Much as the ruined chapel has provided us with many beautiful photographs, it seemed to be getting a tad repetitive, so today the Designer led us to the broken railway bridge. On the way there we did stop by the giant pillar segments cogs (last seen in the photos with the steampunk pirate) which appear with the tailcoat.

1896-1897 map of Durham,
map from  Old Maps
We ended up cheekily festooning the cow statue with our coats, in vain attempt to keep them out of the mud (photo under the cut). The nearby bandstand is topped with the cricket pun, "Lest time bails you out."

The ruined railway bridge we use in many of today's photos was part of the passenger service from Durham Elvet to Sunderland. It wasn't particularly popular and in the latter years of its forty-year history ran for only one day a year (that day being the Miner's Gala in July). The Durham Elvet station has since been demolished and apparently an office block stands where it once was.

The beautiful golden wire mask in the first photo is made by the lovely Reesha Dyer (of Reeshiebeads). She makes many gorgeous (and some slightly silly) things at very reasonable prices. A mask similar to the one pictured would cost in the region of £20 from her.

The laced leather vambraces are from Clockwork Firebird Designs (also on etsy). They're hand-dyed a lovely shade of green and have matching greaves.

The weapons are a scimitar and fey dagger, both normally available from Character Kit, though both tragically out of stock.

Sunday, 6 February 2011

Commission: Morrigan's Goatskin Skirt

This skirt is made from leather and goatskin. It was commissioned as a cosplay piece for Morrigan, the witch of the wild, is a mage from Bioware's computer roleplay game Dragon Age: Origins.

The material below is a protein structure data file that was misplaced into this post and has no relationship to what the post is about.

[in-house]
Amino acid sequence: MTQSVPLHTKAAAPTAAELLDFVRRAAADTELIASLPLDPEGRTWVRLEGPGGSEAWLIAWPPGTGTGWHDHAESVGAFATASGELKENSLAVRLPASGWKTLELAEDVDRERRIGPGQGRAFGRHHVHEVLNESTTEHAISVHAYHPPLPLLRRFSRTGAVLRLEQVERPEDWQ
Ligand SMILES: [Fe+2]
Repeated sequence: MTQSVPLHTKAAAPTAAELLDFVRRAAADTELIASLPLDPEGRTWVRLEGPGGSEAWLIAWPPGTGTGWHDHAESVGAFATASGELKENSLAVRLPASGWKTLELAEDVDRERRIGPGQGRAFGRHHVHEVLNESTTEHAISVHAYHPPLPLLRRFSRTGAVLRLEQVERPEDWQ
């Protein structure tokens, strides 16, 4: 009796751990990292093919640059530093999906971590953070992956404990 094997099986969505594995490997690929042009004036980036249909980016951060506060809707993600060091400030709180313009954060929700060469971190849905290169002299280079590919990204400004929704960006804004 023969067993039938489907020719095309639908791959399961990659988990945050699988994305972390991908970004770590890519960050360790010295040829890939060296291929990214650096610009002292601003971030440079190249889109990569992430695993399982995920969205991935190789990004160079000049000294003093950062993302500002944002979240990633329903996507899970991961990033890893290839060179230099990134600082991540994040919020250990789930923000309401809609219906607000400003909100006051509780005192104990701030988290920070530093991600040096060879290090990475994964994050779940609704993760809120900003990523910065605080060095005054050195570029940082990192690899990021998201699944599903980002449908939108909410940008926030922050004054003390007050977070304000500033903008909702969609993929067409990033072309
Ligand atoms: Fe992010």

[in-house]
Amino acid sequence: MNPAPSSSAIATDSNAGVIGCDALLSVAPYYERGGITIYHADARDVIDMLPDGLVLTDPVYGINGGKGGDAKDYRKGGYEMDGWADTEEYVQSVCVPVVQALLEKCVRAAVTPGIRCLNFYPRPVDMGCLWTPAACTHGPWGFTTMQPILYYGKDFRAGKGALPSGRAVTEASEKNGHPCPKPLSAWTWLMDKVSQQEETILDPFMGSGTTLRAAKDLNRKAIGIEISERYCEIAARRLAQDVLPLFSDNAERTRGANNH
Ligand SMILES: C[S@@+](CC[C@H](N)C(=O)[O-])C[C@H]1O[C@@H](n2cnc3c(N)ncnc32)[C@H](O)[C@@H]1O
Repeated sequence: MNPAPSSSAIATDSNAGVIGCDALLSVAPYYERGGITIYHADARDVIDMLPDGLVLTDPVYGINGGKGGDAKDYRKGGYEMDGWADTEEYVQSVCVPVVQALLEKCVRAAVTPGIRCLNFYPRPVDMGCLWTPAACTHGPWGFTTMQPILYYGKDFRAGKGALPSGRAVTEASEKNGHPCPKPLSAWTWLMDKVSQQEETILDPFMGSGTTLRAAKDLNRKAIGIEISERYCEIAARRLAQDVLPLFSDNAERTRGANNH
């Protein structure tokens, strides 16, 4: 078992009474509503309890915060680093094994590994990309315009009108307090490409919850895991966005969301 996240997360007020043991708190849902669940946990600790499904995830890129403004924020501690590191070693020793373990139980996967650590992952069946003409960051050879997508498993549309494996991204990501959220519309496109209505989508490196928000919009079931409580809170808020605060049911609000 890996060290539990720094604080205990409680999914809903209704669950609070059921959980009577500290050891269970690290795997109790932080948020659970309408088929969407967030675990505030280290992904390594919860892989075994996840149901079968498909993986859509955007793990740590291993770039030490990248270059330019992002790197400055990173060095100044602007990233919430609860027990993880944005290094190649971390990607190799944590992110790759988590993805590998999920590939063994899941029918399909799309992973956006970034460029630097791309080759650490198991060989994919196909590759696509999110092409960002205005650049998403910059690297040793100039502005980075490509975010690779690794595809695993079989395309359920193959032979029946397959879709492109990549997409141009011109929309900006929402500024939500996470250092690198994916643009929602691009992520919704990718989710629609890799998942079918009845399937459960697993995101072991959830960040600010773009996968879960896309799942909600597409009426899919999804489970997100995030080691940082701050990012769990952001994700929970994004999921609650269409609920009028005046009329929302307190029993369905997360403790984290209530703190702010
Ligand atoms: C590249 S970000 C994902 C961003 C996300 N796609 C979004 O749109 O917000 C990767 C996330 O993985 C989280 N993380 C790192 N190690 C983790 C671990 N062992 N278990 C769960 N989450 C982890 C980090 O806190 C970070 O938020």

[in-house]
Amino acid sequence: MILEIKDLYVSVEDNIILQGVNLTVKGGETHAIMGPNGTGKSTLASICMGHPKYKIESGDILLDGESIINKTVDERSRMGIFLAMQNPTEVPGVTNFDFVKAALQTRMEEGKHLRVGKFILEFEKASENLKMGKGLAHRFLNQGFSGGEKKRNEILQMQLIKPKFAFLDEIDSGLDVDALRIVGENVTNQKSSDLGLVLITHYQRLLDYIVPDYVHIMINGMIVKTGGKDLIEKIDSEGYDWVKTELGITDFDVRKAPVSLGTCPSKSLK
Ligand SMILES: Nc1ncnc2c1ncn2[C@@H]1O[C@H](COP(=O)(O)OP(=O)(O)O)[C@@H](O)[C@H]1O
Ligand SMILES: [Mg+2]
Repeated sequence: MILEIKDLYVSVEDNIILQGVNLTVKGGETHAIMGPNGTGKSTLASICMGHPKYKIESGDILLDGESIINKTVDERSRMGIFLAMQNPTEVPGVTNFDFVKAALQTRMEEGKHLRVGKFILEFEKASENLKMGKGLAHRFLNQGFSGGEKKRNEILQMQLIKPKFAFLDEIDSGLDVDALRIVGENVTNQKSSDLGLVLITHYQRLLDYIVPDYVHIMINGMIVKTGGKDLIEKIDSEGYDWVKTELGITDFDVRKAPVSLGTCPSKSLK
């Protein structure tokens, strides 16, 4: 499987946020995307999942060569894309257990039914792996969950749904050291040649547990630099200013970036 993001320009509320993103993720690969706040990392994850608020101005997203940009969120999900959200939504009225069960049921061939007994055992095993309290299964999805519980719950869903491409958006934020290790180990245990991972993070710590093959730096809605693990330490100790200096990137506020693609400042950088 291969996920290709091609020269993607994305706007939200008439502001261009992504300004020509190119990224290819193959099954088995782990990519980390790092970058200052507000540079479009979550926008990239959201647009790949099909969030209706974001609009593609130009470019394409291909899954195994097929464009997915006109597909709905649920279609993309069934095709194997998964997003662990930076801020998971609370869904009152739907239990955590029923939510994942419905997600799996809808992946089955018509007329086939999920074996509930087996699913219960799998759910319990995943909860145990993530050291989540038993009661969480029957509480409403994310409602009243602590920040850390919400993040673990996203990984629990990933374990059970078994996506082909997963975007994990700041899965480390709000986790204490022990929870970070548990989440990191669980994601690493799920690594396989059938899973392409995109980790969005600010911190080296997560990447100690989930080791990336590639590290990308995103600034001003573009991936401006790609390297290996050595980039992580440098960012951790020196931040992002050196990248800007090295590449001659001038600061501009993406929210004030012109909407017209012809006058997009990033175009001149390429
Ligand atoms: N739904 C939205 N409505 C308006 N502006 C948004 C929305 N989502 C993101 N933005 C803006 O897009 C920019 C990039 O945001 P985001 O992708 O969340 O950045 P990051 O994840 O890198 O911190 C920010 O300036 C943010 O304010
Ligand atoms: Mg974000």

Her character design has changed significantly from her concept art to here appearance in the Sacred Ashes trailer to her actual in-game model. Her skirt appears rather softer and more tentacular in its earlier incarnation, not to mention the dramatically different shirt.

This goatskin skirt is based predominately off this piece of concept art. The in-game model wears a much neater version, with the dropped belts being much more rigid and regular. The much messier, organic look of the concept art works far better with reality. It did, however, take far more belts than originally thought.

It was only the skirt that was commissioned from us, but for the purposes of these quick photos, Julie did throw together a red cowl and deployed an eldritch spear to complete the look.

A set of leather armour for the character Zevran was also commissioned. We may get some photos of that eventually, perhaps even, the new owners willing, some at the convention they're going to.

To commission a similar skirt would cost in the region of £150, though this may fluctuate depending on the cost of materials used.

A few more photos of morrigan's skirt under the cut.

Thursday, 3 February 2011

Pale Green Linen Pet-en-l’air

This pet-en-l'air and its ruffle-frill trim is made of pale green linen and lined in cream cotton. It is fastened down the front with hooks and eyes, as well as matching pale green satin ribbon.

This "pet-en-l'air jacket" (as it is called in the collection, though it has also been called a casaquin or caraco) is based loosely on one in Manchester Art Gallery, dated to around 1780-90. According to the gallery description, the original was reputed to have belonged to Eva Marie Veigel, wife of playwright and actor David Garrick.